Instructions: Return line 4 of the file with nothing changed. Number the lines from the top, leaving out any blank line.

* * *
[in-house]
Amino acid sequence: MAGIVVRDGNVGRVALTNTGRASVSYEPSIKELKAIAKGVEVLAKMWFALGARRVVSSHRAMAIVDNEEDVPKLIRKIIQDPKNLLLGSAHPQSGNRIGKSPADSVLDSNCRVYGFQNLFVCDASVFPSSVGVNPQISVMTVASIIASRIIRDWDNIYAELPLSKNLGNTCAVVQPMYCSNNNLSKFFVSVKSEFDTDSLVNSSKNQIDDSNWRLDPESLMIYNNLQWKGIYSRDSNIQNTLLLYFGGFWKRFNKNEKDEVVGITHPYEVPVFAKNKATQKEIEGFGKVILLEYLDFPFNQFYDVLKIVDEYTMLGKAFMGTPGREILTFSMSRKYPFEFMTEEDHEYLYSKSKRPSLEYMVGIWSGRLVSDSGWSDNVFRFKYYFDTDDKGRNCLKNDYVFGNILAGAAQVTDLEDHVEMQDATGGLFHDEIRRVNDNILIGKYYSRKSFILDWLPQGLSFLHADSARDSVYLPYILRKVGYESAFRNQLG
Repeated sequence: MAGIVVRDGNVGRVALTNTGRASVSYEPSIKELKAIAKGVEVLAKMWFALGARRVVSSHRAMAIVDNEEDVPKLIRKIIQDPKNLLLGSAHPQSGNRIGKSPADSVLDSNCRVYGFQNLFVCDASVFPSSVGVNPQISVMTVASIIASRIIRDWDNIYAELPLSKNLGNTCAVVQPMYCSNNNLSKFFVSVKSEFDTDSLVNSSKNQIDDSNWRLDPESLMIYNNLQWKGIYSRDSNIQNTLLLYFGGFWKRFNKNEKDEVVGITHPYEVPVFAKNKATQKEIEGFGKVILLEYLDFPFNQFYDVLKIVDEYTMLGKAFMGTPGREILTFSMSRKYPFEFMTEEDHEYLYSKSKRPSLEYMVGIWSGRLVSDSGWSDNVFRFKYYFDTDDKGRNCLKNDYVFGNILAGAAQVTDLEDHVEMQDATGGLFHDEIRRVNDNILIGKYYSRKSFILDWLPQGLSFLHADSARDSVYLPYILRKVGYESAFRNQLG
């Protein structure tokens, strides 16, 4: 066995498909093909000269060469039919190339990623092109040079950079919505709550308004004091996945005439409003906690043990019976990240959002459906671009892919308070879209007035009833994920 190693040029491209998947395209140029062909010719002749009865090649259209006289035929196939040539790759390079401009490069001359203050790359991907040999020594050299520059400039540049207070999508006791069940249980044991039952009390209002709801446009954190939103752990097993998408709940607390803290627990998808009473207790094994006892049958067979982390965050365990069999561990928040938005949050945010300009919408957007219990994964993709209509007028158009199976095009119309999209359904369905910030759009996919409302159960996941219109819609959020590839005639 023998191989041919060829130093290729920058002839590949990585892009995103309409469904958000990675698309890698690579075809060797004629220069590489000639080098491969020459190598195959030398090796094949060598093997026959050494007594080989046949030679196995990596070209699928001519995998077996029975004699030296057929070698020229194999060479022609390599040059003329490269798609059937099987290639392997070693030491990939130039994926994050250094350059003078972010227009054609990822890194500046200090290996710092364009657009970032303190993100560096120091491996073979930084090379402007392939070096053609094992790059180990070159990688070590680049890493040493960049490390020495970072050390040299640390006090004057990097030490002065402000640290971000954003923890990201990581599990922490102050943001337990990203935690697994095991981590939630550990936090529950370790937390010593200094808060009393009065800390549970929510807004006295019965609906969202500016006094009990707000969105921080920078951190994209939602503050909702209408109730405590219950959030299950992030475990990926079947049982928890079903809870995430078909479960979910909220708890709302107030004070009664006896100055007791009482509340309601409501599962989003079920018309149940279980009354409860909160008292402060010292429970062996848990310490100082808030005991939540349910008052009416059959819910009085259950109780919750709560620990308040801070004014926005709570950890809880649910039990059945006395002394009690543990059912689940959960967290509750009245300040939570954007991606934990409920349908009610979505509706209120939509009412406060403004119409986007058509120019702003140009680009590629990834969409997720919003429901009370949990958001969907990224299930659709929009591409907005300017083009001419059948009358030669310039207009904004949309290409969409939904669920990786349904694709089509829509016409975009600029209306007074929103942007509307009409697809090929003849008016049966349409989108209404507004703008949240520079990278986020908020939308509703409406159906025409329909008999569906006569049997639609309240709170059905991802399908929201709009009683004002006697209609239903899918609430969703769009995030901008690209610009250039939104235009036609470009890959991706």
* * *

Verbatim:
């Protein structure tokens, strides 16, 4: 066995498909093909000269060469039919190339990623092109040079950079919505709550308004004091996945005439409003906690043990019976990240959002459906671009892919308070879209007035009833994920 190693040029491209998947395209140029062909010719002749009865090649259209006289035929196939040539790759390079401009490069001359203050790359991907040999020594050299520059400039540049207070999508006791069940249980044991039952009390209002709801446009954190939103752990097993998408709940607390803290627990998808009473207790094994006892049958067979982390965050365990069999561990928040938005949050945010300009919408957007219990994964993709209509007028158009199976095009119309999209359904369905910030759009996919409302159960996941219109819609959020590839005639 023998191989041919060829130093290729920058002839590949990585892009995103309409469904958000990675698309890698690579075809060797004629220069590489000639080098491969020459190598195959030398090796094949060598093997026959050494007594080989046949030679196995990596070209699928001519995998077996029975004699030296057929070698020229194999060479022609390599040059003329490269798609059937099987290639392997070693030491990939130039994926994050250094350059003078972010227009054609990822890194500046200090290996710092364009657009970032303190993100560096120091491996073979930084090379402007392939070096053609094992790059180990070159990688070590680049890493040493960049490390020495970072050390040299640390006090004057990097030490002065402000640290971000954003923890990201990581599990922490102050943001337990990203935690697994095991981590939630550990936090529950370790937390010593200094808060009393009065800390549970929510807004006295019965609906969202500016006094009990707000969105921080920078951190994209939602503050909702209408109730405590219950959030299950992030475990990926079947049982928890079903809870995430078909479960979910909220708890709302107030004070009664006896100055007791009482509340309601409501599962989003079920018309149940279980009354409860909160008292402060010292429970062996848990310490100082808030005991939540349910008052009416059959819910009085259950109780919750709560620990308040801070004014926005709570950890809880649910039990059945006395002394009690543990059912689940959960967290509750009245300040939570954007991606934990409920349908009610979505509706209120939509009412406060403004119409986007058509120019702003140009680009590629990834969409997720919003429901009370949990958001969907990224299930659709929009591409907005300017083009001419059948009358030669310039207009904004949309290409969409939904669920990786349904694709089509829509016409975009600029209306007074929103942007509307009409697809090929003849008016049966349409989108209404507004703008949240520079990278986020908020939308509703409406159906025409329909008999569906006569049997639609309240709170059905991802399908929201709009009683004002006697209609239903899918609430969703769009995030901008690209610009250039939104235009036609470009890959991706």